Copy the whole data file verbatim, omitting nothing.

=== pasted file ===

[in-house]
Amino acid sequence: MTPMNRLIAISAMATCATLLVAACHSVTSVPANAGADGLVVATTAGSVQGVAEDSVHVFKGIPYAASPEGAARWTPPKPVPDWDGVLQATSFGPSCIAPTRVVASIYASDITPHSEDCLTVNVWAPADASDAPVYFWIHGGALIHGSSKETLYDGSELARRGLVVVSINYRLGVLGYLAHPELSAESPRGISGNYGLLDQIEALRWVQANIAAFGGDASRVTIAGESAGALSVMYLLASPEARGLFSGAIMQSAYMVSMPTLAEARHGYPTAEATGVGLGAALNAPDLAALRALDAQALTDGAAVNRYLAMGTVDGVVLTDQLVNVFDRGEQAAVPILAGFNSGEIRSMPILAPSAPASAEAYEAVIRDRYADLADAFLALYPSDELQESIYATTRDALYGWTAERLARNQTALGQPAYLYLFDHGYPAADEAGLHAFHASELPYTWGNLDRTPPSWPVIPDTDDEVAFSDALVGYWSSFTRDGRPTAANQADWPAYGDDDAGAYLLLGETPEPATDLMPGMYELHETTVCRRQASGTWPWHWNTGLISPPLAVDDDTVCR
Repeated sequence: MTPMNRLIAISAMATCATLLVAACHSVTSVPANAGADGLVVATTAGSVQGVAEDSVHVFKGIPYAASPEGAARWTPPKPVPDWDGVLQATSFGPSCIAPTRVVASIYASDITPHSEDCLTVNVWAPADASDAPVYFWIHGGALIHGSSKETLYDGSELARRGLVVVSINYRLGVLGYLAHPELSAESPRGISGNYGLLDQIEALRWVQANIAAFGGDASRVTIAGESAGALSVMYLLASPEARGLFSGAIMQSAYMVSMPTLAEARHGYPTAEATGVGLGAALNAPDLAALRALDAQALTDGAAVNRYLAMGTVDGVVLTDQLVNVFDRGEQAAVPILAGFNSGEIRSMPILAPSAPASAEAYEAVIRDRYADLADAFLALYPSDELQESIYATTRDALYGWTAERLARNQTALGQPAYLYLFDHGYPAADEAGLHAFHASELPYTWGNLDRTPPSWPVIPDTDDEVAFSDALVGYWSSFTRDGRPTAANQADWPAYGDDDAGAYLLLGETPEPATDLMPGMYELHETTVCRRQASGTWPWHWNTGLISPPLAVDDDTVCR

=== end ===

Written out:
[in-house]
Amino acid sequence: MTPMNRLIAISAMATCATLLVAACHSVTSVPANAGADGLVVATTAGSVQGVAEDSVHVFKGIPYAASPEGAARWTPPKPVPDWDGVLQATSFGPSCIAPTRVVASIYASDITPHSEDCLTVNVWAPADASDAPVYFWIHGGALIHGSSKETLYDGSELARRGLVVVSINYRLGVLGYLAHPELSAESPRGISGNYGLLDQIEALRWVQANIAAFGGDASRVTIAGESAGALSVMYLLASPEARGLFSGAIMQSAYMVSMPTLAEARHGYPTAEATGVGLGAALNAPDLAALRALDAQALTDGAAVNRYLAMGTVDGVVLTDQLVNVFDRGEQAAVPILAGFNSGEIRSMPILAPSAPASAEAYEAVIRDRYADLADAFLALYPSDELQESIYATTRDALYGWTAERLARNQTALGQPAYLYLFDHGYPAADEAGLHAFHASELPYTWGNLDRTPPSWPVIPDTDDEVAFSDALVGYWSSFTRDGRPTAANQADWPAYGDDDAGAYLLLGETPEPATDLMPGMYELHETTVCRRQASGTWPWHWNTGLISPPLAVDDDTVCR
Repeated sequence: MTPMNRLIAISAMATCATLLVAACHSVTSVPANAGADGLVVATTAGSVQGVAEDSVHVFKGIPYAASPEGAARWTPPKPVPDWDGVLQATSFGPSCIAPTRVVASIYASDITPHSEDCLTVNVWAPADASDAPVYFWIHGGALIHGSSKETLYDGSELARRGLVVVSINYRLGVLGYLAHPELSAESPRGISGNYGLLDQIEALRWVQANIAAFGGDASRVTIAGESAGALSVMYLLASPEARGLFSGAIMQSAYMVSMPTLAEARHGYPTAEATGVGLGAALNAPDLAALRALDAQALTDGAAVNRYLAMGTVDGVVLTDQLVNVFDRGEQAAVPILAGFNSGEIRSMPILAPSAPASAEAYEAVIRDRYADLADAFLALYPSDELQESIYATTRDALYGWTAERLARNQTALGQPAYLYLFDHGYPAADEAGLHAFHASELPYTWGNLDRTPPSWPVIPDTDDEVAFSDALVGYWSSFTRDGRPTAANQADWPAYGDDDAGAYLLLGETPEPATDLMPGMYELHETTVCRRQASGTWPWHWNTGLISPPLAVDDDTVCR